Transportation

Boeing, William Edward

William E. Boeing, the founder of one of the United States’ most high-profile corporations, was active in several different economic sectors both before and after establishing the aircraft manufacturing company that bears his name. The son of a wealthy Michigan lumber magnate, Boeing inherited a fortune from his father as a child and went on to an elite education at a Swiss boarding school and at Yale. Leaving college before graduating, he moved to Washington state and used his inheritance to begin investing in the timber industry. He soon became fascinated by the early airplane industry and organized one of the first major airplane manufacturers.

Business of Migration since 1815

Millions of American immigrants, who worked in business or started new businesses of their own, also used businesses in order to reach America in the first place. Before the mid nineteenth century advent of the telegraph, railroad and steamship, this migration usually relied on the services of multiple businesses and intermediaries in order to carry out long multi-stage journeys across land and ocean. In the modern “global village,” interconnected by widely available fast air travel, key services needed by international migrants are also generally dispersed across multiple businesses, often related mainly to surmounting and adapting to legal restrictions. In between, during late nineteenth and early twentieth centuries, the business of migration was concentrated mainly on the crossing of the North Atlantic. Mass transatlantic migration then became the core segment of the world’s first major intercontinental travel industry, a business in which large German shipping lines played a leading role. Within a longer term context, this essay emphasizes that middle epoch of commercially-provided physical relocation from Europe to the United States, and also includes a sub-focus on entrepreneurship of German origin.

Hackfeld, Heinrich

Heinrich (Henry) Hackfeld was born in Almsloh, a village in the parish of Ganderkesee, in the Grand Duchy of Oldenburg. He eventually became part of the Bremish mercantile elite, but was atypical in that he came from a humble background. His firm, H. Hackfeld & Co. of Honolulu, was one of a number of German mercantile businesses founded in Melanesia and Polynesia during the nineteenth century. Initially the main focus of the firm’s business was both indirect and direct involvement in the North Pacific whaling industry. After the demise of this industry, at the beginning of the 1870s, the firm shifted its focus to another part of its business, the provision of factoring services to the Hawaiian sugar industry. By the time of the incorporation of Hawaii as a United States Territory in 1900 the firm was one of a small group of sugar factors that dominated the islands’ economy.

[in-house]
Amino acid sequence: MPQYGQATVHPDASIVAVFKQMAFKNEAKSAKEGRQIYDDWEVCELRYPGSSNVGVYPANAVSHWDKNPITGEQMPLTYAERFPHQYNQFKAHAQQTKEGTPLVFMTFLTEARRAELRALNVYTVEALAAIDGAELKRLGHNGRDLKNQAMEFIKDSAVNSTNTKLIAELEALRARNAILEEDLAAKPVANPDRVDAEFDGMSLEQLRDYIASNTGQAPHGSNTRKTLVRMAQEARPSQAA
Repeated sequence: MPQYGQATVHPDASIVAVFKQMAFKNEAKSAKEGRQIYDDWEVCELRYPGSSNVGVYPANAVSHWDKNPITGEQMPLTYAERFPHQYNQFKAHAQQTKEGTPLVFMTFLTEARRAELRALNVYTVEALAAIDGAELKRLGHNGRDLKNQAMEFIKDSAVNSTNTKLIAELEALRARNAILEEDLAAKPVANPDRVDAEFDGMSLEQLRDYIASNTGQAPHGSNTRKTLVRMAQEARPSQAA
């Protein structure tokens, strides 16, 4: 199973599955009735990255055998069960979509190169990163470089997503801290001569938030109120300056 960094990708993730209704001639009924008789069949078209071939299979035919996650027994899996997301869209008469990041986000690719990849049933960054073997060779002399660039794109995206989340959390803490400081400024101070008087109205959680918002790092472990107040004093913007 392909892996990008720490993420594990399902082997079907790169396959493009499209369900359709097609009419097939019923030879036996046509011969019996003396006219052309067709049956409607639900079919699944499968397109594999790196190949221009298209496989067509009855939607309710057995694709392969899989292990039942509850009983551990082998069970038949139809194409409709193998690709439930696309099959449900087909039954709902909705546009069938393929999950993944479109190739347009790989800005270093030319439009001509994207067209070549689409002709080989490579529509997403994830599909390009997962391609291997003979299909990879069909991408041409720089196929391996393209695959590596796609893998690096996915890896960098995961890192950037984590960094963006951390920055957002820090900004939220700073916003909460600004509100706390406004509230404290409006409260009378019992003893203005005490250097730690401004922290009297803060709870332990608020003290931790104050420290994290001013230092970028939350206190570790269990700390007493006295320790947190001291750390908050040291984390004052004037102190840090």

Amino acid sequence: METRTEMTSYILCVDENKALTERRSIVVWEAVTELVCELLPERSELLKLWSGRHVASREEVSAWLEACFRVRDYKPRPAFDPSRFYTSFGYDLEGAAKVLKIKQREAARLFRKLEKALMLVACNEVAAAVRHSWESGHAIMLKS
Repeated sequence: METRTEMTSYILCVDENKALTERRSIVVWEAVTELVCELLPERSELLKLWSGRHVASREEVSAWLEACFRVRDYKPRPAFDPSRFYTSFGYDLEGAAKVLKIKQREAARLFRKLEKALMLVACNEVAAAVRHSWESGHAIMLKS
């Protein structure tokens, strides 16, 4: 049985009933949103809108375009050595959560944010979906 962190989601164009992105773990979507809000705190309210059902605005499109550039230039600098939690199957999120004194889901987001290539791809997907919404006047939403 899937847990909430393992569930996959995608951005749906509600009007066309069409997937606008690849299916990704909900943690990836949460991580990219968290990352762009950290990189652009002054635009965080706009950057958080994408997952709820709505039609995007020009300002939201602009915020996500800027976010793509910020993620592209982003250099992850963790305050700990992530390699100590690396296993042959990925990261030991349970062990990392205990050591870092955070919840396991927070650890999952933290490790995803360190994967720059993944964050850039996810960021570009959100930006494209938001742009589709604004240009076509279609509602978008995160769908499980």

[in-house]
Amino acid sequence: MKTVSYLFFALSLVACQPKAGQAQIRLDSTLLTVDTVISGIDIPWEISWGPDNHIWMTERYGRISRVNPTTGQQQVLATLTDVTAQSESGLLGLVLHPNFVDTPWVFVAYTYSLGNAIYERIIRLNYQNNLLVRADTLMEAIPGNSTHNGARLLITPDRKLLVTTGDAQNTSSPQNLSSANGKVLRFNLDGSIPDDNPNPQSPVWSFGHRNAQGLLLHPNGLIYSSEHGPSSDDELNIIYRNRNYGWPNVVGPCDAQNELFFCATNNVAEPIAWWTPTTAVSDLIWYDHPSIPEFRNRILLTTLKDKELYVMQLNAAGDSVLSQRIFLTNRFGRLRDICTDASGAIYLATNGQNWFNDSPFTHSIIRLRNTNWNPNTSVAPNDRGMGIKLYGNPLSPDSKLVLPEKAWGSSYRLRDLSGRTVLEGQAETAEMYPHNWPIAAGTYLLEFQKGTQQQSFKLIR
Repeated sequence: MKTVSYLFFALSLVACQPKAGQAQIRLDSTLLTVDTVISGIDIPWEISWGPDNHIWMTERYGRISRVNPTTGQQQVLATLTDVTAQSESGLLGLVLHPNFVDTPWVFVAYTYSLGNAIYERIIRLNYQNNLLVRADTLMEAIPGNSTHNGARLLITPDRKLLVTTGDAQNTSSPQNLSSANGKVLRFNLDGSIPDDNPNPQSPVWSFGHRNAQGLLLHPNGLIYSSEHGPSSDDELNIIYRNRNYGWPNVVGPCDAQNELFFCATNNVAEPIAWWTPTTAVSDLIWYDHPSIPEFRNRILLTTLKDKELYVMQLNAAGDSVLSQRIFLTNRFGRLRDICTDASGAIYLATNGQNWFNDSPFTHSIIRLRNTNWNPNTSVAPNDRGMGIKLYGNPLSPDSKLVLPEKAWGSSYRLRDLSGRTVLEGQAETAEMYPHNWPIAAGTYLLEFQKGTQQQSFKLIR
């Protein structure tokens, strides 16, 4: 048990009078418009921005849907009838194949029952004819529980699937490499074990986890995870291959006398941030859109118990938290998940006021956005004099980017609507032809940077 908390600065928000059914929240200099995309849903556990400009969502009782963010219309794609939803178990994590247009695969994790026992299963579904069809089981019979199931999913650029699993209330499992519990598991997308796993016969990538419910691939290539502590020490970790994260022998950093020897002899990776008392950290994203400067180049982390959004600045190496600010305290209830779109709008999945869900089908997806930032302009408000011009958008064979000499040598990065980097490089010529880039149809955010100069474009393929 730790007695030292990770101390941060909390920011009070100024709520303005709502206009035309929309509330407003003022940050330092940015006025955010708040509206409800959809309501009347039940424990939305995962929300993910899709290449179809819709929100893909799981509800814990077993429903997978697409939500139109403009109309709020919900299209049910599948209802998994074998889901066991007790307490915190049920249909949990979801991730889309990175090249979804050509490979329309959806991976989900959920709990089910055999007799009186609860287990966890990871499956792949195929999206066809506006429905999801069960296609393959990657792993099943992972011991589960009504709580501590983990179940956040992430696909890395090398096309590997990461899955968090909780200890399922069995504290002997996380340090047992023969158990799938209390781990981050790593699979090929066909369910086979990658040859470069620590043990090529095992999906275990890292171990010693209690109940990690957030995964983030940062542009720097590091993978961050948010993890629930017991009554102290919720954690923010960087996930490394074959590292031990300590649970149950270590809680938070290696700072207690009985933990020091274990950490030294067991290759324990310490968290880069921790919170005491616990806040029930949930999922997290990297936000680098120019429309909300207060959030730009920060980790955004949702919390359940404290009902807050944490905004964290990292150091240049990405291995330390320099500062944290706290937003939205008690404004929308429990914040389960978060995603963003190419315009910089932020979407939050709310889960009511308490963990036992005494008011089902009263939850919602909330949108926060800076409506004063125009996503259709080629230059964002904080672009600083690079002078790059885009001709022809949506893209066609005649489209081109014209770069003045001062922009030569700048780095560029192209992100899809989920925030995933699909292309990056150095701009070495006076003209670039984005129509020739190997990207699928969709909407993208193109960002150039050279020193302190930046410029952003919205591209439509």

Kaiser, Henry J.

Henry Kaiser’s importance in the creation of the modern American West cannot be overstated. Bridges and roads, river regulation projects and dams, pipelines and public transportation facilities, the supply of drinking water and cheap energy, the creation of steel production on the West Coast, and, finally, the building of houses and apartments—Henry J. Kaiser’s entrepreneurial activities played a crucial part in creating the preconditions for decades of prosperity throughout the region.

Pfister, Charles F

Thought extraordinarily successful, Charles Pfister was in many ways typical for a second generation German-American immigrant entrepreneur in the period between the gilded age and the progressive era: He managed technological and organizational innovations, continued in old branches and developed new ones, had to face the challenges of a political mass market and found himself in a contested situation by a general public, which celebrated successful entrepreneurs as titans and accused them as selfish and heartless forces of wealth.

Rapp, Johann Georg

In 1803, George Rapp left his native Württemberg for the United States of America in search of the Promised Land. Between 1804 and 1825, Rapp and his sectarians established three utopian communities in the United States, each housing as many as eight hundred people. In order to realize his goal of a perfect society, Rapp established an organizational model that clearly defined interactions between his society and the outside world and religious observances. His so-called Divine Economy enabled him to negotiate between the community’s practice of an inner-communal socialism, external capitalist entrepreneurship, and spiritual millennial beliefs. Moreover, by adhering to this model, Rapp and his followers transitioned successfully from self-sustaining agricultural work to frontier marketing, manufacturing, and global business activities.